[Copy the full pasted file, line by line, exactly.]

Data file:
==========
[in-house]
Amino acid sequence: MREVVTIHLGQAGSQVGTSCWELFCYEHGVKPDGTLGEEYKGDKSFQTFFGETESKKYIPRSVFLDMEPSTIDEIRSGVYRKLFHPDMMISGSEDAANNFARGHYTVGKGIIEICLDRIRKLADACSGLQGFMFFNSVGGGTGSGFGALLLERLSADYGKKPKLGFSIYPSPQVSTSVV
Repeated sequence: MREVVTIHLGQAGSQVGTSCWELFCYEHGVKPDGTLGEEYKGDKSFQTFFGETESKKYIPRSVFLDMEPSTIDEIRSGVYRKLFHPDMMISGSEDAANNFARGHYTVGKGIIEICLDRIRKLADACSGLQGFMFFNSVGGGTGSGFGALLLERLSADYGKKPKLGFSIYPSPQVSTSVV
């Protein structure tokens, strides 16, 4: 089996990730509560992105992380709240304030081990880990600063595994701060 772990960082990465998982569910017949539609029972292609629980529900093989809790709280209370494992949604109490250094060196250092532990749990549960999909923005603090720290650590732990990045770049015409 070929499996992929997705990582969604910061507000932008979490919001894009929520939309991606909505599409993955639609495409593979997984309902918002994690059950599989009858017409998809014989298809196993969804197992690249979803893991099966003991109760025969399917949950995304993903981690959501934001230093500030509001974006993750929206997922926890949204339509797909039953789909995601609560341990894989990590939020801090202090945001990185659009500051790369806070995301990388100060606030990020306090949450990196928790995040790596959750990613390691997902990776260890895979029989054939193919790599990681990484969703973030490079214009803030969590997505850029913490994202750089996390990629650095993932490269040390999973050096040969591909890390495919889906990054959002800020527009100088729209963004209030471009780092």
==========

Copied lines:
[in-house]
Amino acid sequence: MREVVTIHLGQAGSQVGTSCWELFCYEHGVKPDGTLGEEYKGDKSFQTFFGETESKKYIPRSVFLDMEPSTIDEIRSGVYRKLFHPDMMISGSEDAANNFARGHYTVGKGIIEICLDRIRKLADACSGLQGFMFFNSVGGGTGSGFGALLLERLSADYGKKPKLGFSIYPSPQVSTSVV
Repeated sequence: MREVVTIHLGQAGSQVGTSCWELFCYEHGVKPDGTLGEEYKGDKSFQTFFGETESKKYIPRSVFLDMEPSTIDEIRSGVYRKLFHPDMMISGSEDAANNFARGHYTVGKGIIEICLDRIRKLADACSGLQGFMFFNSVGGGTGSGFGALLLERLSADYGKKPKLGFSIYPSPQVSTSVV
């Protein structure tokens, strides 16, 4: 089996990730509560992105992380709240304030081990880990600063595994701060 772990960082990465998982569910017949539609029972292609629980529900093989809790709280209370494992949604109490250094060196250092532990749990549960999909923005603090720290650590732990990045770049015409 070929499996992929997705990582969604910061507000932008979490919001894009929520939309991606909505599409993955639609495409593979997984309902918002994690059950599989009858017409998809014989298809196993969804197992690249979803893991099966003991109760025969399917949950995304993903981690959501934001230093500030509001974006993750929206997922926890949204339509797909039953789909995601609560341990894989990590939020801090202090945001990185659009500051790369806070995301990388100060606030990020306090949450990196928790995040790596959750990613390691997902990776260890895979029989054939193919790599990681990484969703973030490079214009803030969590997505850029913490994202750089996390990629650095993932490269040390999973050096040969591909890390495919889906990054959002800020527009100088729209963004209030471009780092």